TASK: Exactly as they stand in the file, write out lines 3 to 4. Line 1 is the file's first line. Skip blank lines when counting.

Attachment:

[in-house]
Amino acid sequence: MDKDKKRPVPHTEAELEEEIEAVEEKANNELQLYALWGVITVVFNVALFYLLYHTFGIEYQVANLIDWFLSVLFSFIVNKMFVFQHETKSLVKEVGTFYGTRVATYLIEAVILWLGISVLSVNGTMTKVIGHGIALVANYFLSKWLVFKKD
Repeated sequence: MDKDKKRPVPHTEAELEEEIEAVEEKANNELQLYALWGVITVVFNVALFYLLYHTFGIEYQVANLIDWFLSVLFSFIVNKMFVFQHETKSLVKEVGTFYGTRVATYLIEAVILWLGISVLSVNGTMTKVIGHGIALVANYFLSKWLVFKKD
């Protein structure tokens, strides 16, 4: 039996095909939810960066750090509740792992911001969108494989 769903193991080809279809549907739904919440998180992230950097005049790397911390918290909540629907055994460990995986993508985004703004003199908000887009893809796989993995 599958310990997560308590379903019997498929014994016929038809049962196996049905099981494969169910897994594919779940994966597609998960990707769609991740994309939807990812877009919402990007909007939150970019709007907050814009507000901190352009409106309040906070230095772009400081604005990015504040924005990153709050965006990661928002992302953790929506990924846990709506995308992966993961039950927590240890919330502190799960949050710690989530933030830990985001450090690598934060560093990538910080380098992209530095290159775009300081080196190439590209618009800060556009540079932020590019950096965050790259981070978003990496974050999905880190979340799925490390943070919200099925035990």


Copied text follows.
Repeated sequence: MDKDKKRPVPHTEAELEEEIEAVEEKANNELQLYALWGVITVVFNVALFYLLYHTFGIEYQVANLIDWFLSVLFSFIVNKMFVFQHETKSLVKEVGTFYGTRVATYLIEAVILWLGISVLSVNGTMTKVIGHGIALVANYFLSKWLVFKKD
């Protein structure tokens, strides 16, 4: 039996095909939810960066750090509740792992911001969108494989 769903193991080809279809549907739904919440998180992230950097005049790397911390918290909540629907055994460990995986993508985004703004003199908000887009893809796989993995 599958310990997560308590379903019997498929014994016929038809049962196996049905099981494969169910897994594919779940994966597609998960990707769609991740994309939807990812877009919402990007909007939150970019709007907050814009507000901190352009409106309040906070230095772009400081604005990015504040924005990153709050965006990661928002992302953790929506990924846990709506995308992966993961039950927590240890919330502190799960949050710690989530933030830990985001450090690598934060560093990538910080380098992209530095290159775009300081080196190439590209618009800060556009540079932020590019950096965050790259981070978003990496974050999905880190979340799925490390943070919200099925035990």